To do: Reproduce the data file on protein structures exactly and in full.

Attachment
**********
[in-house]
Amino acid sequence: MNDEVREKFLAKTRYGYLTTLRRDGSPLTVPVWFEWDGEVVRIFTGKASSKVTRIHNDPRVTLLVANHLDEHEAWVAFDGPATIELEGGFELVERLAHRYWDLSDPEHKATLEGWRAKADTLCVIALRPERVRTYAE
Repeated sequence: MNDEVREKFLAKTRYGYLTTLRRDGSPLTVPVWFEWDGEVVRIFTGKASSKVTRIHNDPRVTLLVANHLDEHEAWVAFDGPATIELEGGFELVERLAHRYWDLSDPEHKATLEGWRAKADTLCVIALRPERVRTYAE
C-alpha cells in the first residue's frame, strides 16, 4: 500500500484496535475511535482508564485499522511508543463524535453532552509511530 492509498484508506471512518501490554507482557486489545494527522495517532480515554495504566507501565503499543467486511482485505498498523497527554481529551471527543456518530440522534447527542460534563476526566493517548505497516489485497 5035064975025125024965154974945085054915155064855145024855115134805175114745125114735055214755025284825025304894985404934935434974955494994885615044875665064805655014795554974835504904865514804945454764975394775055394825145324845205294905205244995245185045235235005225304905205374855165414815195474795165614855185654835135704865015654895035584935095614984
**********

[in-house]
Amino acid sequence: MNDEVREKFLAKTRYGYLTTLRRDGSPLTVPVWFEWDGEVVRIFTGKASSKVTRIHNDPRVTLLVANHLDEHEAWVAFDGPATIELEGGFELVERLAHRYWDLSDPEHKATLEGWRAKADTLCVIALRPERVRTYAE
Repeated sequence: MNDEVREKFLAKTRYGYLTTLRRDGSPLTVPVWFEWDGEVVRIFTGKASSKVTRIHNDPRVTLLVANHLDEHEAWVAFDGPATIELEGGFELVERLAHRYWDLSDPEHKATLEGWRAKADTLCVIALRPERVRTYAE
C-alpha cells in the first residue's frame, strides 16, 4: 500500500484496535475511535482508564485499522511508543463524535453532552509511530 492509498484508506471512518501490554507482557486489545494527522495517532480515554495504566507501565503499543467486511482485505498498523497527554481529551471527543456518530440522534447527542460534563476526566493517548505497516489485497 5035064975025125024965154974945085054915155064855145024855115134805175114745125114735055214755025284825025304894985404934935434974955494994885615044875665064805655014795554974835504904865514804945454764975394775055394825145324845205294905205244995245185045235235005225304905205374855165414815195474795165614855185654835135704865015654895035584935095614984